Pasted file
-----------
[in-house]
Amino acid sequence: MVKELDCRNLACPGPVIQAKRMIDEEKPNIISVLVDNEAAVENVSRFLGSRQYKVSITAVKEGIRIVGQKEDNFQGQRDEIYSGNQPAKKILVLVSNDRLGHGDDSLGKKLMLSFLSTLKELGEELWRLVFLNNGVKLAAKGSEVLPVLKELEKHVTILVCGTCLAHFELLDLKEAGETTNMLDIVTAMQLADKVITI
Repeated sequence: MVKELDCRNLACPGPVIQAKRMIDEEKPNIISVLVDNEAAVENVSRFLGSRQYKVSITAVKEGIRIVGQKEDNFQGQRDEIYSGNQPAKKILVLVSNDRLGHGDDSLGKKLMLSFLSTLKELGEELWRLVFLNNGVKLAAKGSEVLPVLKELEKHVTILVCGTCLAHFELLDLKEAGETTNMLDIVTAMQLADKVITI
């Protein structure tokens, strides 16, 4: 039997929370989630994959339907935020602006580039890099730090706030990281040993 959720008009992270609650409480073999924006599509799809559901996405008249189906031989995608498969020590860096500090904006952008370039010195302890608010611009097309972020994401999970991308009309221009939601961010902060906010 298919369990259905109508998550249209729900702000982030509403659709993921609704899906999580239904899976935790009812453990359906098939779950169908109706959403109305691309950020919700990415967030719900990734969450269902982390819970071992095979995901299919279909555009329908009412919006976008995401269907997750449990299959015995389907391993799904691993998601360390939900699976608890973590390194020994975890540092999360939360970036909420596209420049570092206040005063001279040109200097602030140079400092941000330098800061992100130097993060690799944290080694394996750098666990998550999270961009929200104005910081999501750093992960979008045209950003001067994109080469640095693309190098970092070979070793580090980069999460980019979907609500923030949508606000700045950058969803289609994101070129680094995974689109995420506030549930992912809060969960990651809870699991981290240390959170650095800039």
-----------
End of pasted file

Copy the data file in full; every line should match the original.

[in-house]
Amino acid sequence: MVKELDCRNLACPGPVIQAKRMIDEEKPNIISVLVDNEAAVENVSRFLGSRQYKVSITAVKEGIRIVGQKEDNFQGQRDEIYSGNQPAKKILVLVSNDRLGHGDDSLGKKLMLSFLSTLKELGEELWRLVFLNNGVKLAAKGSEVLPVLKELEKHVTILVCGTCLAHFELLDLKEAGETTNMLDIVTAMQLADKVITI
Repeated sequence: MVKELDCRNLACPGPVIQAKRMIDEEKPNIISVLVDNEAAVENVSRFLGSRQYKVSITAVKEGIRIVGQKEDNFQGQRDEIYSGNQPAKKILVLVSNDRLGHGDDSLGKKLMLSFLSTLKELGEELWRLVFLNNGVKLAAKGSEVLPVLKELEKHVTILVCGTCLAHFELLDLKEAGETTNMLDIVTAMQLADKVITI
């Protein structure tokens, strides 16, 4: 039997929370989630994959339907935020602006580039890099730090706030990281040993 959720008009992270609650409480073999924006599509799809559901996405008249189906031989995608498969020590860096500090904006952008370039010195302890608010611009097309972020994401999970991308009309221009939601961010902060906010 298919369990259905109508998550249209729900702000982030509403659709993921609704899906999580239904899976935790009812453990359906098939779950169908109706959403109305691309950020919700990415967030719900990734969450269902982390819970071992095979995901299919279909555009329908009412919006976008995401269907997750449990299959015995389907391993799904691993998601360390939900699976608890973590390194020994975890540092999360939360970036909420596209420049570092206040005063001279040109200097602030140079400092941000330098800061992100130097993060690799944290080694394996750098666990998550999270961009929200104005910081999501750093992960979008045209950003001067994109080469640095693309190098970092070979070793580090980069999460980019979907609500923030949508606000700045950058969803289609994101070129680094995974689109995420506030549930992912809060969960990651809870699991981290240390959170650095800039």